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House Price Crash Forum


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About tkane

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  1. Just in time for the big bonuses to be announced in the next 2 weeks!
  2. It won't happen, and deep down, behind all that denial, you know it too.
  3. You are not the entire public. Some people want cheaper houses so they can get on the ladder whilst most want to keep their house prices high for obvious reasons. For the record, I do want lower prices, but I am of the view that there is not going to be a quick nominal crash and everyone (I mean the country, not just HPC) shoudl just accept this. I don't like the current scenario where everyone is dithering with sellers not advertising their houses, buyers lacking confidence to buy, housebuilders lacking confidence to build. The housing market has just ground to a halt and it is stopping the free movement of labour and affecting the construction industry. This is NOT what we want. It would be nice to have the crash, but it won't happen, IMO.
  4. I agree that over time this MAY be a consequence of the scheme, however, for the third time, with the backdrop that we have no one is going to outbidding a fellow FTB just because they can get their hands on a 95% LTV mortgage. Your original point seemed to suggest that as a direct result of this scheme there would be an instant bidding war for FTB housing - this simply isn't going to happen with confidence in the economy as it is. Maybe over a period of 5-10 years this scheme will indeed have had an implact, but it will likely be small compared to plethora of factors which determine house prices.
  5. I didn't know house purchases were carried out using a bidding system. I thought someone put up a house for sale through an estate agent who then invites potential buyers (not bidders) to view the house and make an offer if they are interested. The vendor then either accepts the offer or refuses it. At this point, there may or may not be another buyer interested, but in most cases there is not.
  6. Or they pay the same price a potential BTL landlord would have paid? Is that not feasible. As I said, with the backdrop that we have...prices are not going to rise based on this scheme. It will simply facilitate a few sales which would otherwise have been recorded as BTL purchases.
  7. Lenders are not lending because 1) They are being over cautious and 2) They have less funding (Same as why business lending is down) This is precisely why the government and now local councils feel the need to step in as the market has failed.
  8. I doubt councils are going to "borrow" from creditors as they have their own interest free funding from council tax payers. Some councils have huge investment funds as came to light during the Icelandic crisis.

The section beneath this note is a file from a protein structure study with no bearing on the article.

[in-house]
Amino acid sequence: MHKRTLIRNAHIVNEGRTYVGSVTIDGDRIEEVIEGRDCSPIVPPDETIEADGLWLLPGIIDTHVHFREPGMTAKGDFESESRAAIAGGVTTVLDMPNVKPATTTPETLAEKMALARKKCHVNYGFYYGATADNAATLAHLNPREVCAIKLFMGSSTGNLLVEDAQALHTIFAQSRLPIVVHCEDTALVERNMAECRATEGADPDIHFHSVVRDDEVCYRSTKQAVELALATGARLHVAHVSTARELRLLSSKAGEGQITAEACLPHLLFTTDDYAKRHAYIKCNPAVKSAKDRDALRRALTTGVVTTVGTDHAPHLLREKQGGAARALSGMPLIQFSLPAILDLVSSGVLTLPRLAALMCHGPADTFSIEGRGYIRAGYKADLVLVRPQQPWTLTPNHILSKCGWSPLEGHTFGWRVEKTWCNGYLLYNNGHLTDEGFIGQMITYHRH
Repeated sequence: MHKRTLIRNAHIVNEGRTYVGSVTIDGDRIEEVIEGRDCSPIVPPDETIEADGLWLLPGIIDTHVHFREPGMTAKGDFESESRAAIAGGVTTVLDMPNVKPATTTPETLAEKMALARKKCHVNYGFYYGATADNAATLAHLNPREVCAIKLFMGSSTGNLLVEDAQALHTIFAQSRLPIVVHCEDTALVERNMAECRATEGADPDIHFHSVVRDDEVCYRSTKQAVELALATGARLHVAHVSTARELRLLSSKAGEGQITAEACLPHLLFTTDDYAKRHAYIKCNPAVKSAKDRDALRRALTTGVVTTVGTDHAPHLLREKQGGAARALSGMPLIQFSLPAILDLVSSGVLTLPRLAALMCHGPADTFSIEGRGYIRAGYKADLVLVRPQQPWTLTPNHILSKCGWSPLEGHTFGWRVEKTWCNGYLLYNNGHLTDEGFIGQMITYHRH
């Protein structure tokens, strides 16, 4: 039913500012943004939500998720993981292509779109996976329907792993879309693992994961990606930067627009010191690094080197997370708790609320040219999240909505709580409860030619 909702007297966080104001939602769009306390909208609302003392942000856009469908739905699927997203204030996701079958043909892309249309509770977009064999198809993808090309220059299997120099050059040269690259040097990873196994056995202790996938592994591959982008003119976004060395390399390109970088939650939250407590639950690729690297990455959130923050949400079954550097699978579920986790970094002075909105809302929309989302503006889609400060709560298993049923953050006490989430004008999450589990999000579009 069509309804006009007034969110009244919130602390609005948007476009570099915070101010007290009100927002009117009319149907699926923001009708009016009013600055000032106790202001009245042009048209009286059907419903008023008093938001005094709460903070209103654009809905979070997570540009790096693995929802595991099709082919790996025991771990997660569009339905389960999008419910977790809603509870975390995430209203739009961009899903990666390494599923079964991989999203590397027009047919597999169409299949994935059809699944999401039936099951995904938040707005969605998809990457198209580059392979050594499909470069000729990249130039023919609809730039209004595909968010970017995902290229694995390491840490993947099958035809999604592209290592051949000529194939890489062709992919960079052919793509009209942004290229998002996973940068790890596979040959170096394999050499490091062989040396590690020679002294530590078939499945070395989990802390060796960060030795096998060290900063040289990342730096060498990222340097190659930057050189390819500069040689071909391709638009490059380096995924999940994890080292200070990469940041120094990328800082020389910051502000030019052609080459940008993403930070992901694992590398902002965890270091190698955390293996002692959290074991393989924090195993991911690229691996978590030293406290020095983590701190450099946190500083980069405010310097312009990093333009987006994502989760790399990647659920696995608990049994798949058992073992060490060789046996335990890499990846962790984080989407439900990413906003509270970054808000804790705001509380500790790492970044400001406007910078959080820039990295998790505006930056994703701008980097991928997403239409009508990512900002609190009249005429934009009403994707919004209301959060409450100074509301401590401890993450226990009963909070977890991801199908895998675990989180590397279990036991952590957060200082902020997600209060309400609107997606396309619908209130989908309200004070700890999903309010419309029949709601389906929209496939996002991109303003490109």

9. How are prices going to rise based on 1 scheme against a backdrop of rising unemployment and falling demand for goods and services (i.e falling GDP)? You say yourself there won't be any more people housed. EXACTLY! Renters will now be homewoners. I.e less BTL.] I personally think the council is right to be confident about not being exposed to any major losses, as I don't see prices going down 20% nominally over 5 years.
  10. Because they haven't, as per their own calculations: · Property valued at £100k, mortgaged at £95k ...; · If the property was sold for £90k the bank would request £5k from the Council. In this case the value of the property would need to have fallen by 10% from the original valuation.
  11. No they can withstand a 20% fall before the council is on the hook: Over the five year period, the following would need to happen for the costs to the council to exceed the interest income: · Defaults to be ten times higher than the 2010 level indicated by CML; AND · Property prices to drop 10% from the level at the time the mortgage is approved My 20% figure includes the 10% equity.
  12. Well done. This site bangs on about vested interests yet when someone comes along and dares to disagree with the mainstream view then you get called or **** or your posting rights are suspended for hours upon hours.
  13. My 5% figure was wrong I'll admit. I just did some quick calculations comparing interest only and repayment mortgages for a 123k house at 95% LTV. It seems you will gain about 2% equity per annum, which over 5 years is 10%.
  14. Yes, because you all fail to recognise (or choose to ignore) the fact that even if the house price falls there will have been equity built up through monthly mortgage repayments which will be offset against the losses. On a 123k mortgage this can cover a fall of 5% per annum at the very least.
  15. I read, I considered, and I came to the following conclusion: You :0 Council: 1
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